Hermitage Farm was still operational when I was a child. At the bottom end of the scout field between Mellowdew Road and Browning Road were cows and a barn structure.
My Grandma lived on the opposite side of Mellowdew Road - near to the corner with Ravensdale Road. From here my father and aunty (then aged 12 and 14) had made their way across the blitzed landscape, after the most concentrated raid on a British city, to announce to relatives that the family had survived intact from the pleasantly named "Moonlight Sonata" attack.
The family had moved into the newly built home in the 1930s. The area tended to house skilled workers and my grandparents were able to acquire the house on the back of a compensation payout following my grandfather losing his eye in an industrial accident. I have heard it said that the piece of metal that entered his eye is in a museum somewhere!
Ravensdale School field behind the house was used to house soldiers during the war. There were anti-aircraft guns in the field. The school itself also served as a treatment point for emergency cases during the raids.
As a child growing up in the 60s and 70s I did not have to endure any of the horrors that the previous generation had encountered. By this time peace was firmly established and change rolling on. I attended Ravensdale School and spent most of the late afternoons at my Grandma's house as (in line with the changing times) both of my parents were working.
Over the road from my Grandma's house was Mrs Manning's shop. Unless you knew it wasn't really discernible as a shop - being a mid terraced house with a converted front room. I remember shelves of jars of sweets, tin cans and general groceries. As you pushed open the front door a bell would ring to summon Mrs Manning if she wasn't already in the shop (or to warn her of marauding school children). I was six at the time that the "new" money came in. I remember little changes like the local shops having to display prices in both the old pounds, shillings and pence and the new decimal currency (which was often held with distrust and considered a devaluation of currency amongst many). Years later my Grandma would exclaim such things as "....just 15p? That's three shillings!" - put that way perhaps the devaluation concerns were right!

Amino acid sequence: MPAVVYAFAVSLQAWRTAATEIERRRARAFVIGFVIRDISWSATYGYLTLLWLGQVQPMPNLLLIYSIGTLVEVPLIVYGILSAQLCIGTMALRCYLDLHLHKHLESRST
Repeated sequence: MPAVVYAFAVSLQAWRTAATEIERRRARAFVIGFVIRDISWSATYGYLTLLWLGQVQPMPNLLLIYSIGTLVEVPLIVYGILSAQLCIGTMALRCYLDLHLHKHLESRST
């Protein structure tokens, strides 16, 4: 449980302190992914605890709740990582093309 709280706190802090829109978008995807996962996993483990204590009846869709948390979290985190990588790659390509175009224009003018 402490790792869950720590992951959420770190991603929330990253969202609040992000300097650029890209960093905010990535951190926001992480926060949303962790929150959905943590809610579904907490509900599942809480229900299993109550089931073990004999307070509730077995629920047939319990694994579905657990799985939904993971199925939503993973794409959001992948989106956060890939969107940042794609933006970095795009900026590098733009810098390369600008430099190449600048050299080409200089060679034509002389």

Just around the corner on Longfellow Road stood some more shops - a row set slightly back from the street which were known collectively as Hermitage Buildings after the farm. These included a grocers, launderette, washing machine repairer, hairdresser and off license - all domestic needs catered for (and a small church building between the shops and the remaining farm buildings and barn for those with more spiritual needs).
In earlier centuries the farm itself was part of the Caludon Castle estate and took its name from the fact that a hermitage (the dwelling place of a hermit) stood on the site. In the days, weeks and months to come I am looking to try to find out more about who the hermit(s) that had inhabited the site were, what they believed, how they lived, how and why they came to be there and what became of them. More to come soon....